By Adele Barker
I still crush garlic with the back of a wooden spoon. And once a month, I look up at the moon and say to myself, “it’s a poya,” the Sinhalese word for ‘full moon.’ I carry the island inside me, though it has been years since we lived there. I haven’t been back to Sri Lanka since 2012 and am struggling as many are to explain the Easter Sunday horror in churches and hotels where people were celebrating the holidays.
In 2001-2002, my son and I lived in the city of Kandy, and I taught at the University of Peradeniya. In the hills around Kandy, Buddhists, Christians, Muslims, Hindus, and Burghers lived and worked side by side. Muslim merchants ran their tea and spice shops and on Fridays went to mosque. The venerable St. Paul’s Anglican Church, built under the British in 1845, stood in the center of town just off to the side of the Temple of the Tooth (the Dalida Maligawa), one of the sites most sacred in Buddhism. A Catholic Seminary lay up the street from where I lived. Friends who are Buddhists gave offerings at the Hindu kovil/temple down the street.
We drank tea together. We lived in peace.
Buddhism in Sri Lanka often surprised me. Leading every political demonstration on campus or in town were young monks in their saffron robes. I came to understand that Buddhism here was not a philosophy of retreat and contemplation I had thought it to be, but rather one of political and social engagement. Buddhist friends told me that the island was sacred since the Buddha himself was reputed to have visited it several times. The island must be protected, I was told, because it was sacred to Lord Buddha.
As the news of the past two weeks unfolded, a town called Sainthamaruthu on the eastern side of Sri Lanka made the news. Here, several militants detonated themselves, taking with them women and children and leaving a cache of weapons they had stockpiled. The name of the town sounded familiar. I got out a detailed map of the island and found it. There it was, just north of Arugam Bay. I remembered that I had written about it. It was one of the places most heavily damaged in the 2004 tsunami. It had taken a direct hit.
The east coast of Sri Lanka sustained the worst damage in the tsunami. Its shallow shores couldn’t hold the wave back. That part of the island is also heavily Muslim. When the wave receded, the dead (if found) were buried, and the clean-up began, civil war between the Tamil Tigers and the central Singhalese government regained its momentum. The western side of the island where the tourist beaches are located were the first to be rebuilt. The north and east had to wait their turn. These were not tourist areas. Besides, they still had a war to fight.
That war ended in 2009 in a bloody battle with both sides accusing the other of genocide. The wounds of the past twenty-six years still festered on all sides. By 2012, things were beginning to look up on the island. I went back to a country where tourism was on the rise, where the economy was beginning to recover, and where hope that the nightmares of the past twenty-six years were behind it was rekindled. One day, I was attending a conference in Colombo on the post-war situation. Sri Lanka’s Muslims were bitter. They had been chased off 2,000 acres by the Tamil Tigers during the war, expelled from Jaffna in the north, and given twenty-four hours to leave. What were the Tamils (who are predominately Hindu) even doing in the eastern part of this country? they asked. There are mosques and Sufi shrines here, even Buddhist statues. What were they doing here? They had no business being here; they were taking our land.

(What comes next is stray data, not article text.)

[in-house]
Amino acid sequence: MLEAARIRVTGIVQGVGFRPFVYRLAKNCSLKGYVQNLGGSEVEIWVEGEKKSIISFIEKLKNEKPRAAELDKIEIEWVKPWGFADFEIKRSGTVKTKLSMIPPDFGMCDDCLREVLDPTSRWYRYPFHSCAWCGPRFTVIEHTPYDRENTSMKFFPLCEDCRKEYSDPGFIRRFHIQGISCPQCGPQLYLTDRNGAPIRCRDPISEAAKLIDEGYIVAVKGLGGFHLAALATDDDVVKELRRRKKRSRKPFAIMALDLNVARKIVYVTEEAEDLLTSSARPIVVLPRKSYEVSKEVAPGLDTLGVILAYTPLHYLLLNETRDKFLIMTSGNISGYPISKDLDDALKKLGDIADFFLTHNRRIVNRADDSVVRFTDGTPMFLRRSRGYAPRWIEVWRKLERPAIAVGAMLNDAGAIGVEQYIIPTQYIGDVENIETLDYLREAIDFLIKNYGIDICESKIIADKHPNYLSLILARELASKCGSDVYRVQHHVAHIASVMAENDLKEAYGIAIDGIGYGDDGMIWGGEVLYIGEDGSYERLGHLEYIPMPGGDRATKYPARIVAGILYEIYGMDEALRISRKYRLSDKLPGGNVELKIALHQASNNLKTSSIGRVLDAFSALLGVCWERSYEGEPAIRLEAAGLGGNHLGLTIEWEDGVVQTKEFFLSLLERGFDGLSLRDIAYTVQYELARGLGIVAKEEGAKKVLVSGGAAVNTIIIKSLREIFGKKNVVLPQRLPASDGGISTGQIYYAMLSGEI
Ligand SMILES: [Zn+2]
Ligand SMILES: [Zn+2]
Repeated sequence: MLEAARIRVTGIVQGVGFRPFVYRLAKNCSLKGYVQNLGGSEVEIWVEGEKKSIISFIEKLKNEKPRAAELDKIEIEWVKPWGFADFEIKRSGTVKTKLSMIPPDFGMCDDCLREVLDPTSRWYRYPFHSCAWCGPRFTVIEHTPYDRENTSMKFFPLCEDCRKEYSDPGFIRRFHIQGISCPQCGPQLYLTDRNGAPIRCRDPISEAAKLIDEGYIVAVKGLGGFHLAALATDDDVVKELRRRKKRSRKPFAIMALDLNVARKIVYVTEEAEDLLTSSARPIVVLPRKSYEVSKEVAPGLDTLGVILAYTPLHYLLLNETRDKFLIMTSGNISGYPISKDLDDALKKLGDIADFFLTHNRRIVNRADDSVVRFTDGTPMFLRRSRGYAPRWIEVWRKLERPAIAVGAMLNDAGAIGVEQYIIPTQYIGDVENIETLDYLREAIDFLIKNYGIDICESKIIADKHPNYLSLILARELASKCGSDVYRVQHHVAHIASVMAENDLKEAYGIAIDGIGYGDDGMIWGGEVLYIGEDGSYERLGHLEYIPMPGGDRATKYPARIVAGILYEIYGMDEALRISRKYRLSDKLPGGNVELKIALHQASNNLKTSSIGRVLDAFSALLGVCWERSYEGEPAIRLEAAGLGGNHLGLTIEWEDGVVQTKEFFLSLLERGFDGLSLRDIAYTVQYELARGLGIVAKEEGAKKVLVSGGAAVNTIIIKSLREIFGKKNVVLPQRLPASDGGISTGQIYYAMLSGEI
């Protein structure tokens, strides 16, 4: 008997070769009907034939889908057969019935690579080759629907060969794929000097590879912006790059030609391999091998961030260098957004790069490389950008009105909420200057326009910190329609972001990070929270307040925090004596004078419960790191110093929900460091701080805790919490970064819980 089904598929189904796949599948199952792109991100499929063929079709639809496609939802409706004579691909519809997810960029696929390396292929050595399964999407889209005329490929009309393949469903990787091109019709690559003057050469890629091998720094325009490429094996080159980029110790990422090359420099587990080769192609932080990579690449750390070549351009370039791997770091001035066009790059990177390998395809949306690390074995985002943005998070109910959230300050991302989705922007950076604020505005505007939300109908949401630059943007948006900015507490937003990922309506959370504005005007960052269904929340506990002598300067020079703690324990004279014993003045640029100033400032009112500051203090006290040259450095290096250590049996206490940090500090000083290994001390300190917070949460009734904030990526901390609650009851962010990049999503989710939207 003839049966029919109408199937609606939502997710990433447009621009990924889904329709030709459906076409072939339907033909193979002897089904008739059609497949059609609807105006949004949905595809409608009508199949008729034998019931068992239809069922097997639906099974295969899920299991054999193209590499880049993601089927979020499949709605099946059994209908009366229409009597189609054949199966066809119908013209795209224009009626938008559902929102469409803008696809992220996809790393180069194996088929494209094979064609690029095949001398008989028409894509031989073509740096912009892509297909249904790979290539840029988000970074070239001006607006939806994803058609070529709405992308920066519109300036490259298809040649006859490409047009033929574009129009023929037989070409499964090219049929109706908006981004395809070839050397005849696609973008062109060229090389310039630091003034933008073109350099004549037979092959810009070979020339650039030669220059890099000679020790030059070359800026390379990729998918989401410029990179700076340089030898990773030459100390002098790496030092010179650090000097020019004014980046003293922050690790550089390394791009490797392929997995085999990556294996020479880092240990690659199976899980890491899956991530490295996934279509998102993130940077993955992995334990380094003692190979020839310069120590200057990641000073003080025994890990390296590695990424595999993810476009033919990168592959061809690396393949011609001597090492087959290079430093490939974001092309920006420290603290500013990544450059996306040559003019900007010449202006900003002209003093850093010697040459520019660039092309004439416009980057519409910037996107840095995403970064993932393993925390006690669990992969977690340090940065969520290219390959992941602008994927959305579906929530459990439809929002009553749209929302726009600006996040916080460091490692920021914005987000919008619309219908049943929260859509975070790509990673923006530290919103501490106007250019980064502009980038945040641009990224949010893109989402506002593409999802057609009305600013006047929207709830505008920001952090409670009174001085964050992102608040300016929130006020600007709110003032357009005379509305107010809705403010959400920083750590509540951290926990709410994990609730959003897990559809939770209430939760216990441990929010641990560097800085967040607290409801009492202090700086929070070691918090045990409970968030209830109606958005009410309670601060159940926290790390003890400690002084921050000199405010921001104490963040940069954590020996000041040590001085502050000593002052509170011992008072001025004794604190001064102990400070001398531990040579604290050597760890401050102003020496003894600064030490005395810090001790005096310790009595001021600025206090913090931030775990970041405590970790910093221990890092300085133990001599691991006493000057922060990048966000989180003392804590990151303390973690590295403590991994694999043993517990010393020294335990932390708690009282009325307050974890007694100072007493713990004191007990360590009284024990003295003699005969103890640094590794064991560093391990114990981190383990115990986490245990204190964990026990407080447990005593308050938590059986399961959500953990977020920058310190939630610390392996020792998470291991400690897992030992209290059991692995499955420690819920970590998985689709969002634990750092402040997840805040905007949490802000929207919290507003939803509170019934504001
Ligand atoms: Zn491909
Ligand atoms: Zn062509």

It was just about that time that a nationalist Buddhist group calling itself Bodu Bala Sena, known locally as BBS, began to raise its voice on the island calling out Sri Lankan Buddhists for selling their souls and capitulating to foreign influences. But it was Muslims who were their real targets. It was Muslims taking their land, Muslims taking their jobs. It was Sri Lankas’s Muslims funding international terrorist organizations with money from Halal-certified food businesses. For BBS, it is Sri Lanka for the Sri Lankans, and for them that means Buddhists.
Right now, the government of Sri Lanka, itself the target of much criticism over its failure to share the information that could have prevented the Easter Sunday bombings, is working along with foreign intelligence agencies to put the pieces of what happened together. I have done little else but think of this over the past week and a half. This is what I remember.
I remember the monks in Kandy leading the political protests in 2001-2002. Did I miss its implications? I remember walking as much of the circumference of the island as was possible two years after the tsunami. I remember the Muslim east coast where the rubble of war was indistinguishable from that of the tsunami. All of it came to the same thing: Lives lost. I remember Muslim bitterness at that conference. And the growth of Bodu Bala Sena that trained its sights on Muslims. Bitterness, loss, and being told that the country you are living in is not yours create spaces of despair. Into those spaces, radicalization can easily take hold.
On this small island shaped like a tear drop, I believe that is exactly what happened.
About the Author
Adele Barker is a Professor of Russian at the University of Arizona and the author of Not Quite Paradise: An American Sojourn in Sri Lanka (Beacon, 2010). She returned from a year teaching in Pakistan and is currently at work on a book on teaching post 9/11 in Pakistan